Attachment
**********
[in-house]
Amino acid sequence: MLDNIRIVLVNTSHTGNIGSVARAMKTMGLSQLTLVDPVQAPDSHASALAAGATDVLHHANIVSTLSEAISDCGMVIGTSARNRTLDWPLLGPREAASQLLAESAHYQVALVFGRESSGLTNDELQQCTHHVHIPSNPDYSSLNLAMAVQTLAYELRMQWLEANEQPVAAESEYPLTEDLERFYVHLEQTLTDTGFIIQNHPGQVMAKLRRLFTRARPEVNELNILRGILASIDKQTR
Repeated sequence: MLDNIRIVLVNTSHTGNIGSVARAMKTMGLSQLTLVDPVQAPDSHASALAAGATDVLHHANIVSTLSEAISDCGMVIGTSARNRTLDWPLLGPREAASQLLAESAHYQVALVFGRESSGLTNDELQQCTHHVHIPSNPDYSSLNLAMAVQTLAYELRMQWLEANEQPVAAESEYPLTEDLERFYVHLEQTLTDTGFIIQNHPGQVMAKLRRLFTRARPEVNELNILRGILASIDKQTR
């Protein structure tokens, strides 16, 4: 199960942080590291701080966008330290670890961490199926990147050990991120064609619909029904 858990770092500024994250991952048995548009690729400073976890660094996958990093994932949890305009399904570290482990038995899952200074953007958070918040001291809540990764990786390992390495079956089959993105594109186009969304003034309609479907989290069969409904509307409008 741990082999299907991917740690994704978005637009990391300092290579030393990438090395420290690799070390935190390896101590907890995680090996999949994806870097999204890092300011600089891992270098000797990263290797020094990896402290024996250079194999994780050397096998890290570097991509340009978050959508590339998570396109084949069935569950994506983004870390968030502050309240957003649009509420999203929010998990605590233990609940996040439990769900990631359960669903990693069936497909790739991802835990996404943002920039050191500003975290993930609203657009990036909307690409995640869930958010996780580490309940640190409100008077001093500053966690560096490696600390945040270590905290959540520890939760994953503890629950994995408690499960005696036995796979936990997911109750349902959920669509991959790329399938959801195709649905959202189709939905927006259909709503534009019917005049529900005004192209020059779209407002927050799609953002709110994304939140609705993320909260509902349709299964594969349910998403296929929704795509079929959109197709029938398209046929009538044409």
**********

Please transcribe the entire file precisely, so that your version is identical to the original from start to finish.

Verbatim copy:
[in-house]
Amino acid sequence: MLDNIRIVLVNTSHTGNIGSVARAMKTMGLSQLTLVDPVQAPDSHASALAAGATDVLHHANIVSTLSEAISDCGMVIGTSARNRTLDWPLLGPREAASQLLAESAHYQVALVFGRESSGLTNDELQQCTHHVHIPSNPDYSSLNLAMAVQTLAYELRMQWLEANEQPVAAESEYPLTEDLERFYVHLEQTLTDTGFIIQNHPGQVMAKLRRLFTRARPEVNELNILRGILASIDKQTR
Repeated sequence: MLDNIRIVLVNTSHTGNIGSVARAMKTMGLSQLTLVDPVQAPDSHASALAAGATDVLHHANIVSTLSEAISDCGMVIGTSARNRTLDWPLLGPREAASQLLAESAHYQVALVFGRESSGLTNDELQQCTHHVHIPSNPDYSSLNLAMAVQTLAYELRMQWLEANEQPVAAESEYPLTEDLERFYVHLEQTLTDTGFIIQNHPGQVMAKLRRLFTRARPEVNELNILRGILASIDKQTR
């Protein structure tokens, strides 16, 4: 199960942080590291701080966008330290670890961490199926990147050990991120064609619909029904 858990770092500024994250991952048995548009690729400073976890660094996958990093994932949890305009399904570290482990038995899952200074953007958070918040001291809540990764990786390992390495079956089959993105594109186009969304003034309609479907989290069969409904509307409008 741990082999299907991917740690994704978005637009990391300092290579030393990438090395420290690799070390935190390896101590907890995680090996999949994806870097999204890092300011600089891992270098000797990263290797020094990896402290024996250079194999994780050397096998890290570097991509340009978050959508590339998570396109084949069935569950994506983004870390968030502050309240957003649009509420999203929010998990605590233990609940996040439990769900990631359960669903990693069936497909790739991802835990996404943002920039050191500003975290993930609203657009990036909307690409995640869930958010996780580490309940640190409100008077001093500053966690560096490696600390945040270590905290959540520890939760994953503890629950994995408690499960005696036995796979936990997911109750349902959920669509991959790329399938959801195709649905959202189709939905927006259909709503534009019917005049529900005004192209020059779209407002927050799609953002709110994304939140609705993320909260509902349709299964594969349910998403296929929704795509079929959109197709029938398209046929009538044409």